‘Daaaaaalí!’ Movie Review: Quentin Dupieux’s Finest Troll Yet

No filmmaker is more unconcerned about the audience than Quentin Dupieux. His previous movie, Yannick, was an hour-long dark comedy that tiptoed around in circles as its titular character (played with pitch-perfect timing by Raphaël Quenard) turns a grating complaint about the play he’s watching into a total nightmare for both the actors and the audience. With his latest absurdist comedy, Daaaaaalí!, Dupieux takes his conceit to the extreme by attempting to paint a portrait of multifaceted surrealist artist Salvador Dali (played by Gilles Lelouche, Édouard Baer, Jonathan Cohen, Pio Marmaï and Didier Flamand) with a highly fragmented structure. 

Daaaaaalí! isn’t actually about Dali

But it doesn’t take long before we realize the film isn’t actually about Dali or about anything really, but one elongated farce where the audience is the butt of the joke as Dupieux tests their patience for 79 tedious minutes inside a cyclical surrealist fantasy that goes nowhere. Literally nowhere. The bulk of the movie is one very long, very far-fetched joke in which a Priest (Éric Naggar) tells Dali about a dream he had that could inspire one of his paintings. Dreams (and dreams within dreams) are, of course, at the heart of Dali’s oeuvre, but none quite like the one Dupieux presents here. 

In fact, he utilizes dreams to see if the audience gauges where he’s going, which is, once again, nowhere. Because the ‘dream’ the Priest has is a dream within a dream, revealing (at some very long point in time) that when he ‘awoke,’ it was also a part of his dream…until thirty or so minutes pass and we find out that, heh, it’s a dream within a dream within a dream. He’s fooled us again, and yet the story itself is incredibly simple: a journalist (played impeccably by Anaïs Demoustier, one of Dupieux’s frequent collaborators) wants to profile Dali, but he refuses because no camera is present in the hotel room. 

In that particular scene, Dupieux immediately plays with time and space, stretching the hotel corridor to near interminable heights, as he walks, and walks, and walks to reach her, only for him to leave in a nanosecond after realizing no cameras are here. The ruptures in time are evident, and this entire movie should be taken in the third degree because the whole thing is likely a fabric of her imagination, or perhaps Dali’s. It’s never clear, but it’s also part of the fascination with embarking on a Dupieux picture. He never lays out what he wants to say to the audience, but it seems he doesn’t want to say much, either on Dali, on his legacy, or the relationship between media and Dali (if you want a more didactic portrait of the artist, Mary Harron released Daliland last year, which isn’t very good but takes its material seriously).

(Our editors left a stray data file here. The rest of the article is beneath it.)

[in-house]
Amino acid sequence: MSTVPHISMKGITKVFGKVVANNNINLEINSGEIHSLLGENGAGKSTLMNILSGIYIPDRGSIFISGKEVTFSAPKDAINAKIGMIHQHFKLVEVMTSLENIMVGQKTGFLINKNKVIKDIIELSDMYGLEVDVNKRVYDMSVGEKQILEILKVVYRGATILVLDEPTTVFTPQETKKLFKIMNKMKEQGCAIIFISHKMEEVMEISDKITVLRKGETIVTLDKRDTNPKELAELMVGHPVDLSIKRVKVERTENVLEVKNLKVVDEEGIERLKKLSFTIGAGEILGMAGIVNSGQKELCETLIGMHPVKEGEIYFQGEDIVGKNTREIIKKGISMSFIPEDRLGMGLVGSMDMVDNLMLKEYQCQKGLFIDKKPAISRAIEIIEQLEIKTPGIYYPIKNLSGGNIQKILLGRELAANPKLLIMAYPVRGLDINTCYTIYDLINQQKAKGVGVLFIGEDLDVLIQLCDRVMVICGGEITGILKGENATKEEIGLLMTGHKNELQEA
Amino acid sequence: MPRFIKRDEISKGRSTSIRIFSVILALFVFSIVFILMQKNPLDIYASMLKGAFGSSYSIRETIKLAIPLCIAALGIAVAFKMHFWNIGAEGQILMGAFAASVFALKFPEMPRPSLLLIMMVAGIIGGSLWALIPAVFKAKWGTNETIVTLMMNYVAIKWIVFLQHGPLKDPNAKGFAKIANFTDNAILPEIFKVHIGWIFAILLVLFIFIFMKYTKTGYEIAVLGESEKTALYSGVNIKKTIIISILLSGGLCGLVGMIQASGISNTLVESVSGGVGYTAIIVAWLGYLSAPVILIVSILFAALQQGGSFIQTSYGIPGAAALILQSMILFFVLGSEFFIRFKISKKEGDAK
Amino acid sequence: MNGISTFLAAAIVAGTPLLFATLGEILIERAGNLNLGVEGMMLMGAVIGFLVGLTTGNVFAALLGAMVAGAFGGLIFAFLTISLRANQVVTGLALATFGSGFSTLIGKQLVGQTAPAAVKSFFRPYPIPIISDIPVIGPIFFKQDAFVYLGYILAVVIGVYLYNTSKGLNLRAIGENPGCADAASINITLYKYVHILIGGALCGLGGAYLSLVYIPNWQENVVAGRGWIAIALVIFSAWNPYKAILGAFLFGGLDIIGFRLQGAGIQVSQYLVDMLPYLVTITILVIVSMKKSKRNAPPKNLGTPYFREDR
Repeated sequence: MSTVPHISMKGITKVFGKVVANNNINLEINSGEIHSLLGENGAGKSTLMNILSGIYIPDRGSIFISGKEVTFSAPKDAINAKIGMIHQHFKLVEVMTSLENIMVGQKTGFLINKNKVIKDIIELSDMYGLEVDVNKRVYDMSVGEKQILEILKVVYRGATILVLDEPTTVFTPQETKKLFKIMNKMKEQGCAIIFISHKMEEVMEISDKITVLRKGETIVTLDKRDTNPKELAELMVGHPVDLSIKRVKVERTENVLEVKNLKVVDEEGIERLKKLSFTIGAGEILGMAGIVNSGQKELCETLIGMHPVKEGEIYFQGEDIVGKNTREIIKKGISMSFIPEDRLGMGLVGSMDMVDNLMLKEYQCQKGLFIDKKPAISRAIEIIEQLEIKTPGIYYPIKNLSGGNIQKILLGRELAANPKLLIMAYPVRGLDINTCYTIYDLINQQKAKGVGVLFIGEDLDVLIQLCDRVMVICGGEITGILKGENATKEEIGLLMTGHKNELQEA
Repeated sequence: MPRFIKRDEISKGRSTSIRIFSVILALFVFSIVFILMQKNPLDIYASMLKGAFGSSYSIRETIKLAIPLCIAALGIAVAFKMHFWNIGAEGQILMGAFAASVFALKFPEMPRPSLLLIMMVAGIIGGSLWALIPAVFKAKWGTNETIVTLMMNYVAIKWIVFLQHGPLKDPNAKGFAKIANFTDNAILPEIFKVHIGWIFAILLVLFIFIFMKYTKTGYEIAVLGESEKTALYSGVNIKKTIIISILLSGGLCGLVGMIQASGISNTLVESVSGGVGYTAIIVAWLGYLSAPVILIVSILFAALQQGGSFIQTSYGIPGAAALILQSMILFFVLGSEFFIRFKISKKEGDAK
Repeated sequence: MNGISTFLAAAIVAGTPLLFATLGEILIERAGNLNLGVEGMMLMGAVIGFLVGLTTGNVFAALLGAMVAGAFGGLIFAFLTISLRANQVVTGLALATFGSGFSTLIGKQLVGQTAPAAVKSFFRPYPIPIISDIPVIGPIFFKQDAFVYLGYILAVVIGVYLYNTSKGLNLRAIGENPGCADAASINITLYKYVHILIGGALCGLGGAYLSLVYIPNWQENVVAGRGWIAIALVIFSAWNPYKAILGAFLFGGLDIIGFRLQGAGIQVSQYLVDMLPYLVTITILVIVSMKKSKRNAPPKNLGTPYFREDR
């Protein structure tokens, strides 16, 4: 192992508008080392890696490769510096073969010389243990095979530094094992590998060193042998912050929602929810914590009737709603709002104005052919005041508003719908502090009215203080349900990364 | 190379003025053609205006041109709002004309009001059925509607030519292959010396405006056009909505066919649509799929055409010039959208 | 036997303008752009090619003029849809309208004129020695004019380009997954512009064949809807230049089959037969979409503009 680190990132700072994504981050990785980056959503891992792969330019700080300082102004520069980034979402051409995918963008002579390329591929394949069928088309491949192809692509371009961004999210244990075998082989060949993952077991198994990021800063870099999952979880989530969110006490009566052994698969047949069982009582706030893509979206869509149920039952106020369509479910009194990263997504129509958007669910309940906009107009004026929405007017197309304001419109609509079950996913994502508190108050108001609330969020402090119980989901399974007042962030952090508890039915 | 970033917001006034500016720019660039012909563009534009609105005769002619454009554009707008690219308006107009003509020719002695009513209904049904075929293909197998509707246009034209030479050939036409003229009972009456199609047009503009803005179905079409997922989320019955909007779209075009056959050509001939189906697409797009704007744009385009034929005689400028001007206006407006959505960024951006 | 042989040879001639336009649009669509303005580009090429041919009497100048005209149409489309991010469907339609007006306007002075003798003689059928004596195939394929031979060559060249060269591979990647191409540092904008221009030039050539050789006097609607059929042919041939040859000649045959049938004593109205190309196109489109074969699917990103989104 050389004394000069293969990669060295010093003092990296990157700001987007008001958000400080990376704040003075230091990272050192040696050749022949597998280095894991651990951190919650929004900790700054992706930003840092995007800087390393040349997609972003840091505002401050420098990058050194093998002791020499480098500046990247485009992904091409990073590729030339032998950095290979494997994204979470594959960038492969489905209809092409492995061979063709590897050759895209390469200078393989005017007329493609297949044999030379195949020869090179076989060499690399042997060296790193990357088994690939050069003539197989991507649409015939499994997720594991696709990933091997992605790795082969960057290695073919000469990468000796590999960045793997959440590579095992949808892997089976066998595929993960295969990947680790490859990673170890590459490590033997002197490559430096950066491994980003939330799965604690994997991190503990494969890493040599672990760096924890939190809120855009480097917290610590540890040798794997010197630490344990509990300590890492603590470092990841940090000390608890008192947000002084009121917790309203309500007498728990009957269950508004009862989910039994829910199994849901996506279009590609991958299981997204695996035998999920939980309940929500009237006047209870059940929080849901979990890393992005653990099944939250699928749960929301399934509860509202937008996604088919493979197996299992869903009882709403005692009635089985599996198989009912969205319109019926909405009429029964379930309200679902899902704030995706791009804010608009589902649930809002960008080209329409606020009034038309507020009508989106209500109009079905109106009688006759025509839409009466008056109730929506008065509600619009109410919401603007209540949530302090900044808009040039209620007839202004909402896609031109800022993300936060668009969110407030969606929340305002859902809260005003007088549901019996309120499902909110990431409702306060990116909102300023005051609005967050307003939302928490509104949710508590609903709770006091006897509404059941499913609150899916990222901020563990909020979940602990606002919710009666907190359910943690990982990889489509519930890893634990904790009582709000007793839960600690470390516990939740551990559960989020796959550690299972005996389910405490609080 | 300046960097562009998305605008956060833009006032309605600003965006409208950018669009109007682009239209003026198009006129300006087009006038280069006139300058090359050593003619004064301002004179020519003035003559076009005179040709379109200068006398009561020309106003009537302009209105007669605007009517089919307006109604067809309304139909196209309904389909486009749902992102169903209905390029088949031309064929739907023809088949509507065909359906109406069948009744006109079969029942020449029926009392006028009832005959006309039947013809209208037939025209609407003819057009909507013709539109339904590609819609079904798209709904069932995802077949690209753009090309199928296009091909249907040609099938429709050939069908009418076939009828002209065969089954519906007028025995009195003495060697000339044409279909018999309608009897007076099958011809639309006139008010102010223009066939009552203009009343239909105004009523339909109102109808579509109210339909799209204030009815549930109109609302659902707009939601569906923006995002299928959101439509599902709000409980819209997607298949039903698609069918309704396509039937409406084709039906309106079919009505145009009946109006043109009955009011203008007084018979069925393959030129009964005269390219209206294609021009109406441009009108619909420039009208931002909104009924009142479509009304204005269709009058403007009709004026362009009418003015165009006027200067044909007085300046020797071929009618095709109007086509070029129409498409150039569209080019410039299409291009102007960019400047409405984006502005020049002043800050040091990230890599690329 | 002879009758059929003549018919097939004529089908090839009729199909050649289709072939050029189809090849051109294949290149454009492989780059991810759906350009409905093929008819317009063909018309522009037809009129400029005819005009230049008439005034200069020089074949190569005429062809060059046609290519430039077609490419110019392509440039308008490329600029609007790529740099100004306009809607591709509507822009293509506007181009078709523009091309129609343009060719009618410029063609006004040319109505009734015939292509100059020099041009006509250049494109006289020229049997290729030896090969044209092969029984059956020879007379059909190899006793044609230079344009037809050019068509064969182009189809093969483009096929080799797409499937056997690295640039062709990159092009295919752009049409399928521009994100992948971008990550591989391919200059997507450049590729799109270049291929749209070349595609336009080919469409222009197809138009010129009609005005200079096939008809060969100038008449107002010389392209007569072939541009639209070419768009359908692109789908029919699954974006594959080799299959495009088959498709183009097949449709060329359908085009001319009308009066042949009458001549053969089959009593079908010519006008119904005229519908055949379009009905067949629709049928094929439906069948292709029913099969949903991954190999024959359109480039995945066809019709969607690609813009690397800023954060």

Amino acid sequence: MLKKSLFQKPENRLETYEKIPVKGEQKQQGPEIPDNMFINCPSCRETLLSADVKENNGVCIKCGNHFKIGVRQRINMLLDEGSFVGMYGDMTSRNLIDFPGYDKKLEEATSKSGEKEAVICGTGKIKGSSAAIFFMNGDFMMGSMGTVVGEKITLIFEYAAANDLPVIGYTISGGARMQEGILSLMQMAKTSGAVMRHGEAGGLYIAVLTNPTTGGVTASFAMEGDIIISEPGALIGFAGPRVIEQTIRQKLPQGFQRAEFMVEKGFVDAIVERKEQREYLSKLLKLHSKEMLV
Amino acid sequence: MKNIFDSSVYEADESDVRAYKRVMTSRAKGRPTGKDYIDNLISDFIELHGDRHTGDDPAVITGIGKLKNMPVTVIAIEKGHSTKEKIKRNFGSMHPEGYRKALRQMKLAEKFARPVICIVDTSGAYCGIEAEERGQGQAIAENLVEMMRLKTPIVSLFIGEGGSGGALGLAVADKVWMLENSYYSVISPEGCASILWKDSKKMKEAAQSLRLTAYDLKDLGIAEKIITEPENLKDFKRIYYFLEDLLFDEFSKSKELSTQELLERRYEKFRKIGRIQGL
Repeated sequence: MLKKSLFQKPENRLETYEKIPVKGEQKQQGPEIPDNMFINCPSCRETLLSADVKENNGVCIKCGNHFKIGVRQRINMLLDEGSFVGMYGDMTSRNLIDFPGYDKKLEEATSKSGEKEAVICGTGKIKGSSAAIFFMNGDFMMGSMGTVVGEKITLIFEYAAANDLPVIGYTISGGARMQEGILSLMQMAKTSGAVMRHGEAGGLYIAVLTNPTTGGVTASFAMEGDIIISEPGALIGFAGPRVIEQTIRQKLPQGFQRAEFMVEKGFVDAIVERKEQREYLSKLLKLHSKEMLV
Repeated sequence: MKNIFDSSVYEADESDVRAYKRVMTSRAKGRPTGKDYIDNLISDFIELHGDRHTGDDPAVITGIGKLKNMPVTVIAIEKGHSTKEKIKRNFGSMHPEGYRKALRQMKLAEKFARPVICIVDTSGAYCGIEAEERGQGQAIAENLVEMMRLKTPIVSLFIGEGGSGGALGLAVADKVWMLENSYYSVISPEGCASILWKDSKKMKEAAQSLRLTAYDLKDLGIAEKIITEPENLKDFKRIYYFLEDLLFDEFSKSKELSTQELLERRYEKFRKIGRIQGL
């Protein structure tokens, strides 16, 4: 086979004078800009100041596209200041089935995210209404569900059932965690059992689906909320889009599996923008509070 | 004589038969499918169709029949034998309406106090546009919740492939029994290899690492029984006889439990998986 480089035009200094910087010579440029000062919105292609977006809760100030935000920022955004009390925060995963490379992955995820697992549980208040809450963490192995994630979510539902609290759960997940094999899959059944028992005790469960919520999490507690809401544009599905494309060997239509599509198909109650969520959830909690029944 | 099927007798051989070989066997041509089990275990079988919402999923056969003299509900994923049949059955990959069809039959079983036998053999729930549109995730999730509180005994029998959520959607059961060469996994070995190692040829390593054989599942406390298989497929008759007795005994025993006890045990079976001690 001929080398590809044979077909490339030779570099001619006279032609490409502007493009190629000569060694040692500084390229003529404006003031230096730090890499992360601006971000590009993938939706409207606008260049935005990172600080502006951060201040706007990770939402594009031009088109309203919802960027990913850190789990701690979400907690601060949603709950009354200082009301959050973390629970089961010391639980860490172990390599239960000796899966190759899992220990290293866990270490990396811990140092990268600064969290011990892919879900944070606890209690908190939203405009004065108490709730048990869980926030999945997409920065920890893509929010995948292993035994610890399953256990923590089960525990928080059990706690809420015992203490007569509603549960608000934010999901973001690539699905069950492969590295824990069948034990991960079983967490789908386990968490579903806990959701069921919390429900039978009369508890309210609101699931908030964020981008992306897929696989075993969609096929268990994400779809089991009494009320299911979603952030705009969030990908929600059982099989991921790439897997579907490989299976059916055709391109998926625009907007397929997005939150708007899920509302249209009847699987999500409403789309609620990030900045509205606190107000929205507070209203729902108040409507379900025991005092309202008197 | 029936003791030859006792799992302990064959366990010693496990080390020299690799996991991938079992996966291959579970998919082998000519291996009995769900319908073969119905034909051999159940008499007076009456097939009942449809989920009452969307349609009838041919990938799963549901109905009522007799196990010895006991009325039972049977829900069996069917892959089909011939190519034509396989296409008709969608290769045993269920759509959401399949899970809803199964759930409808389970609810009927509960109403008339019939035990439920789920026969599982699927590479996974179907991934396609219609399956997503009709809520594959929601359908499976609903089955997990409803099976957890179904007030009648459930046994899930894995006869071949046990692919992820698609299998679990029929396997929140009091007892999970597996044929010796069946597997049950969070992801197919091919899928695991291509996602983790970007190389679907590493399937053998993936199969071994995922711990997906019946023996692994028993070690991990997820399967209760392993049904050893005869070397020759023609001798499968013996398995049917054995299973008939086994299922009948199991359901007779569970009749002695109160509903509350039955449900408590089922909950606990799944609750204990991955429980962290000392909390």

He’d rather create this large dream within a dream where multiple actors play the same character, which never feels distracting, jarring, or off-putting. Rather, each player who portrays Dali communicates with one another, and Dupieux’s sharp cuts (he acts as his own editor, as always, as an act of self-censorship…his words, not mine) naturally weave in from one player to the next, as if the same person is playing Dali. Pio Marmaï is as far off as Gilles Lellouche, and even Cohen’s portrayal doesn’t match what everyone else is doing. But does it matter? Dupieux doesn’t think so, and neither will we, as we quickly get enraptured by his dissociation of continuity and constant, neverending jabs at the audience’s expense. 

daaaaaali Still Photo
Daaaaaalí! Still Photo. Image courtesy of Music Box Films and the filmmakers.

It takes guts to tell the audience off for most of the runtime, telling them that this fictionalized story on Salvador Dali won’t amount to much, whether from the point of view of the journalist (and her producer, played by Romain Duris) or from the multiple façades of Salvador Dali. An inexperienced filmmaker doing this would likely frustrate the audience. Still, the ones who know Dupieux’s style are fully on board with the idea of Mr. Oizo flipping them off again, continuously questioning the veracity of what they’re watching or if this is just a giant dream within a dream. 

Daaaaaalí! is at odds with itself

It gets confounding, perhaps too much, but nothing about this movie isn’t inherently sincere. If it means anything, it’s probably a more accurate portrait of Dali than Daliland ever was, without ever taking itself seriously and telling nothing of interest about the man in 79 very long, excruciatingly painful minutes. It’s always at odds with itself, never knowing what it wants to say or what the audience should get out of this weird, incomplete cinematic experience that would instead bug them to the point that they would want to angrily storm out of the cinema, having realized they wasted an hour and nineteen minutes of their life they will never get back.

It doesn’t seem like a lot, but Dupieux will make it look like it’s a whole lot. But since I’m totally on his wavelength and love movies that have very little meaning and constantly tell us to bugger off, I loved it. What does that say about me? If I had a camera and the resources Dupieux has, I’d do the exact same thing and wouldn’t feel remorseful about it, either. 

Daaaaaalí! has screened at a number of film festivals. It is available to watch in a limited number of theaters.

Learn more about the movie at the Music Box Films website.

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